Editors' note: The final rating of this review has been updated to reflect a discrepancy in calculation. None of the individual scores have changed.
We're not surprised to see the Maxtor Black Armor emerge in a time when so much confidential data is transported by external hard drives. The 160GB Black Armor drive ($150) is a portable storage device with built-in Advanced Encryption Standard hardware-based encryption to prevent digital theft. Unfortunately, this added security comes at a significantly higher cost per gigabyte. Unless you need an external storage device with the highest level of data protection, we recommend looking to a more wallet-friendly drive.
|External Hard Drive
|Capacity of test unit
|Microsoft Windows Vista Home Basic, Home Premium, Ultimate, Business or Microsoft Windows XP Home, Professional, Media Center Edition
|Maxtor Manager software
Design and features
The Black Armor drive isn't going to win any design contests; it's just a 5.17 inch by 3.32 inch black rectangle with a few silver accents and a small reflective strip on the front. The top of the drive has a single exposed USB 2.0 port for connecting to your computer, but, sadly, there's no FireWire.
It might not be the flashiest drive out there, but the Black Armor is all about internal security. Once you set a password, all your data is secured by Maxtor's government grade 128-bit encryption certified by the National Institute of Standards and Technology. The encryption itself is built directly into the hardware, as opposed to other external hard drives that use software to protect data.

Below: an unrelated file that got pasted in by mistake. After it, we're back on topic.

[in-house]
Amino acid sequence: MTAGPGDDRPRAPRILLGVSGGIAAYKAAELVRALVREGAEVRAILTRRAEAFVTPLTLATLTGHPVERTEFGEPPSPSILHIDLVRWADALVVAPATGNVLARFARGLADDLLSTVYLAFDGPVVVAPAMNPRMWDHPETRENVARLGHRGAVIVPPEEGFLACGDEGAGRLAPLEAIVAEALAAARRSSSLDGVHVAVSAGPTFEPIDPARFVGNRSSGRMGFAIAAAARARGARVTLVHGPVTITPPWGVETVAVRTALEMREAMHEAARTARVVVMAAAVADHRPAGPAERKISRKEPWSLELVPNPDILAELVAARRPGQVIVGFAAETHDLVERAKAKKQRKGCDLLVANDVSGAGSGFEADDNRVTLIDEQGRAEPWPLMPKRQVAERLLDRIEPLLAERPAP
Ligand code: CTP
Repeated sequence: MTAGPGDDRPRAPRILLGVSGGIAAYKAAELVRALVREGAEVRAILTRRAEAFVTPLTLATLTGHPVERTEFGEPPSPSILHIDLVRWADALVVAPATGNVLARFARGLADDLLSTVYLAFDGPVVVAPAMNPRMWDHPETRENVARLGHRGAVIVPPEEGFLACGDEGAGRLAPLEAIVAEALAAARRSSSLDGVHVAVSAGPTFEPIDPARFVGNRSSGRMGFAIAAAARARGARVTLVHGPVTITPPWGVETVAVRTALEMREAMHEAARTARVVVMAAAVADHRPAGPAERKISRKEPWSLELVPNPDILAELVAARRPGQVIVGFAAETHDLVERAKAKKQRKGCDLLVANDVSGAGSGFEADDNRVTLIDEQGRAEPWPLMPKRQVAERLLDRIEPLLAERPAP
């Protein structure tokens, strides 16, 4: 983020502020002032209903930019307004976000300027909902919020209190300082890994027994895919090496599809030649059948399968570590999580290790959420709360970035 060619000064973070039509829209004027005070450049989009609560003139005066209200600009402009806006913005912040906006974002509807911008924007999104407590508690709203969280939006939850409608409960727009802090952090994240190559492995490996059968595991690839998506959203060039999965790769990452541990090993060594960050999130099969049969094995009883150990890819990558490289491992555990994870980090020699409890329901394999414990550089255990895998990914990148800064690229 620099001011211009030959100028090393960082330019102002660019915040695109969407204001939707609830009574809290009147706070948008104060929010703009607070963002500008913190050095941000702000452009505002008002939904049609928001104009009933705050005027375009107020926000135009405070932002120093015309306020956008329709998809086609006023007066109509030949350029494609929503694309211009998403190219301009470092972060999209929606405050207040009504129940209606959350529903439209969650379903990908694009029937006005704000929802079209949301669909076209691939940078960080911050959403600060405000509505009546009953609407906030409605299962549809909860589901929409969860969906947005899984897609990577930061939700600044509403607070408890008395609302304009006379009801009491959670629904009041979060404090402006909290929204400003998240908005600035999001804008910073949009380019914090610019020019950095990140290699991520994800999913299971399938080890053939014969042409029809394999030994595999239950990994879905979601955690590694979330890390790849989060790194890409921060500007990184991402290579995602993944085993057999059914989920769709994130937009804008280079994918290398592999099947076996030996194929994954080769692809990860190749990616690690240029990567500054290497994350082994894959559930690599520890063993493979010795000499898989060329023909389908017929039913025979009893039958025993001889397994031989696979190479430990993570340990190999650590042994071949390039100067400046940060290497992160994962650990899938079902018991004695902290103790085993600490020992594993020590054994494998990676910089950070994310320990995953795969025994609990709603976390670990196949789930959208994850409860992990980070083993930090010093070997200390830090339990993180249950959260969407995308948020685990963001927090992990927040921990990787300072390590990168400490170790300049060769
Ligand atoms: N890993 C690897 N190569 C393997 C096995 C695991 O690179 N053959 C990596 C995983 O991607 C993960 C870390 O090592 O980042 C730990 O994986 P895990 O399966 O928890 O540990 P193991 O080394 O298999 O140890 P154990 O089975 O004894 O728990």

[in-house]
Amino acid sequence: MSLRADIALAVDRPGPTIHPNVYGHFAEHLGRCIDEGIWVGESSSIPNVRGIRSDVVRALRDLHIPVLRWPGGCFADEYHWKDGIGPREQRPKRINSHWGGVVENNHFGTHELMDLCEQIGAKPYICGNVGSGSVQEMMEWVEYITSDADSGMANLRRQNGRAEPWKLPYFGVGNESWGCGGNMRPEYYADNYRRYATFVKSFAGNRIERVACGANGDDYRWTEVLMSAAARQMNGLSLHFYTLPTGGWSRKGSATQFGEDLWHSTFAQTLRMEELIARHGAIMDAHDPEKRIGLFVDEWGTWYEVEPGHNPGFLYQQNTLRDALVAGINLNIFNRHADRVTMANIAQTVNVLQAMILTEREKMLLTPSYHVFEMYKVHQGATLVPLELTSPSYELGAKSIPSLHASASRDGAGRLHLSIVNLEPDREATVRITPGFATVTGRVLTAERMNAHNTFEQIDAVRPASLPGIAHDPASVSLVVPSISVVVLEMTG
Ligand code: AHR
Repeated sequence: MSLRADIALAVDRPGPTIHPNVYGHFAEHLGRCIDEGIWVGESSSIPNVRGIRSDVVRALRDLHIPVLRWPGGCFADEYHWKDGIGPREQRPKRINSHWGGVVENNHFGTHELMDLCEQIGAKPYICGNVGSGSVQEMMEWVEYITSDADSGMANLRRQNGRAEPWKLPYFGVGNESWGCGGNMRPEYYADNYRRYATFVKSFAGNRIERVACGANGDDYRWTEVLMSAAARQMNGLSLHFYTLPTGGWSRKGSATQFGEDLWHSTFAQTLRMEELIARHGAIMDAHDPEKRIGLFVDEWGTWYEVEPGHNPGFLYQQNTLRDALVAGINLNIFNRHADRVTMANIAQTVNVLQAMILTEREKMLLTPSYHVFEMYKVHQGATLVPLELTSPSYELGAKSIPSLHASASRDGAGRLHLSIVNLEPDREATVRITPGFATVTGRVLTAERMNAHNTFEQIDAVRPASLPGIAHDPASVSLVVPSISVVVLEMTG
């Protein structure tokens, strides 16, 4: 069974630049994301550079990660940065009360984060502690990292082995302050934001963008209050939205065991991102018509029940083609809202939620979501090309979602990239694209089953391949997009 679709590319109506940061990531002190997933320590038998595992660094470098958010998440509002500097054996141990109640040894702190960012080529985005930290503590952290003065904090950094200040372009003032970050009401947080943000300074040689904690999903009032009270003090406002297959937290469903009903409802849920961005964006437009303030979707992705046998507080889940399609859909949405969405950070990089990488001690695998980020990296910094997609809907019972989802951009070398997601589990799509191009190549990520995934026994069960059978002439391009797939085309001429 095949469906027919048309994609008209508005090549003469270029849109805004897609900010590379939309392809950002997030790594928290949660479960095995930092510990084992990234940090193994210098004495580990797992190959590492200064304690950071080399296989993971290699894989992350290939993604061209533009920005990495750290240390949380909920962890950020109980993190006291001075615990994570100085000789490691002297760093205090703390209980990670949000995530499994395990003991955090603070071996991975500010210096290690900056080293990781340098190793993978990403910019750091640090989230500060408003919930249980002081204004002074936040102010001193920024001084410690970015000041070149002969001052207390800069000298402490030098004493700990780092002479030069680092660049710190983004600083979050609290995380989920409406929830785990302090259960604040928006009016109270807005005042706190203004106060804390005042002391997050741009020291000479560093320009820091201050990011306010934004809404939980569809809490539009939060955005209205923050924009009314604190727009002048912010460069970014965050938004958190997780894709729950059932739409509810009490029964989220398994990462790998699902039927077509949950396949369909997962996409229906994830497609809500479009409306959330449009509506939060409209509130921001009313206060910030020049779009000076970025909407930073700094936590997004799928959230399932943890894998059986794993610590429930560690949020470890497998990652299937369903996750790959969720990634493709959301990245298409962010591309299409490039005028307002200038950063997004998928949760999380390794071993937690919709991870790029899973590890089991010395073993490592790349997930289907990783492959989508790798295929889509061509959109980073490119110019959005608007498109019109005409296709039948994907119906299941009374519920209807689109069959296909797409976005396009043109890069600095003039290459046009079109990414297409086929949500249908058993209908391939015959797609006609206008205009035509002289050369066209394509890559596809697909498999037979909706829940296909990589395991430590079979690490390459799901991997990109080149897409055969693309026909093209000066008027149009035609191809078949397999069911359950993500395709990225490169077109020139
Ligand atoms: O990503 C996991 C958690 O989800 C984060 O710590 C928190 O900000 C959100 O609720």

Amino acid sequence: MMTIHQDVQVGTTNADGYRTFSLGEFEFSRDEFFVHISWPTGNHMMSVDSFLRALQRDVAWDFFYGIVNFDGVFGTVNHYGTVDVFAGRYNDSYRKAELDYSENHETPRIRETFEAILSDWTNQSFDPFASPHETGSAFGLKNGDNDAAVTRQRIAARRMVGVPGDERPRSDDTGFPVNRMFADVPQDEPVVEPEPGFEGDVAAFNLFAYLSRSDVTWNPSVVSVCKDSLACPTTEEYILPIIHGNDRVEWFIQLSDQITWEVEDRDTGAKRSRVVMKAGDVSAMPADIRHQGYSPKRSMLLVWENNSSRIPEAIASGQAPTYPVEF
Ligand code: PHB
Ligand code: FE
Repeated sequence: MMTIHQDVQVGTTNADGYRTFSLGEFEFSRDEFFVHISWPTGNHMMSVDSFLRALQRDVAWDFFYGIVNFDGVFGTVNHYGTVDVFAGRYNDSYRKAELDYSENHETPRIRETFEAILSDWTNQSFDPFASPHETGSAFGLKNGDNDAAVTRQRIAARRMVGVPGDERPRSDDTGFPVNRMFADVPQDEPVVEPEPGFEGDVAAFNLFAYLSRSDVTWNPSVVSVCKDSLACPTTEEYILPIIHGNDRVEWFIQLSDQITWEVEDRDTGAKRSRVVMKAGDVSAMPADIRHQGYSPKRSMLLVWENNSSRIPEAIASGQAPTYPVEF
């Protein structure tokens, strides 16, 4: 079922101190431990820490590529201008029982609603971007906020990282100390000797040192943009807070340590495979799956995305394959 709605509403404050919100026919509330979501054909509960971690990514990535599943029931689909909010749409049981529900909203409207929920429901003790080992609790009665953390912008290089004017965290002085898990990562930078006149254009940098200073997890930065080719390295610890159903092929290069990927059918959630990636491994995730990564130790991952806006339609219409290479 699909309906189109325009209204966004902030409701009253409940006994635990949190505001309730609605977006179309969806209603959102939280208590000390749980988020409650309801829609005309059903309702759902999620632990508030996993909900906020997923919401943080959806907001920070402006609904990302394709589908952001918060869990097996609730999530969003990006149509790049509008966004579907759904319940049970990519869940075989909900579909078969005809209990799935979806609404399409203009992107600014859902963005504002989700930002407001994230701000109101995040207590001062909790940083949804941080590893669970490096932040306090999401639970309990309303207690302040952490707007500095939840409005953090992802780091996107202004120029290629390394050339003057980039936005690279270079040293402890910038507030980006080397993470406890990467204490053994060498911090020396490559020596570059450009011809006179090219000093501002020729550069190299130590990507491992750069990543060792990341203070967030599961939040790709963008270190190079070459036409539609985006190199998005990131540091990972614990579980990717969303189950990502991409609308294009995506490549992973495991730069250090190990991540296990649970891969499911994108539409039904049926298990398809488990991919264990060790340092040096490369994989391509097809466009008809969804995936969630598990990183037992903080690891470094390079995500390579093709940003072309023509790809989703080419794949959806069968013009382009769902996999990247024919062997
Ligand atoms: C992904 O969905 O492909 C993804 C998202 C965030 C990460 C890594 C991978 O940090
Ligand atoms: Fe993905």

Once you set a username, password, and password hint and answer, the Black Armor is completely locked down and ready to use. We recommend writing down your username and password and storing it in a safe place. If you forget either one, your data becomes inaccessible and you'll be forced to reformat the drive and subsequently lose it all. In our tests, we were allowed three tries before the drive wouldn't let us access it. We had to disconnect and reconnect the USB cable to get back into the login screen. In addition, the drive operates in two modes: host and traveler, where the host computer is the only PC with permission to completely erase the drive. Traveler mode protects the data and prevents others from formatting your device.
The Maxtor didn't fare well in our speed comparison tests, trudging in dead last and a full 10 megabits behind the third slowest drive in both write and read tests. We typically don't see much disparity between read performance between USB 2.0 hard drives, but the Maxtor trailed the rest of our test subjects at a sluggish 139.2 megabits per second. Overall, the Maxtor Black Armor is one of the slowest compact external hard drives we've seen in awhile.
(Longer bars indicate better performance)
Cost per gigabyte
The Maxtor Black Armor costs $150 for a scanty 160GB, and at $0.81 per gigabyte, the price for the extra security definitely isn't cheap. We recently tested the Western Digital My Passport Studio, an external hard drive without built-in encryption that costs $30 more than the Black Armor but offers double the capacity at 320GB.
Service and support
Maxtor backs the Black Armor hard drive with a five-year limited warranty with return to manufacture service for repairs and exchanges. Troubleshooting tips, a knowledge base, and a comprehensive list of FAQs are available on the Maxtor Web site, Maxtor Solutions.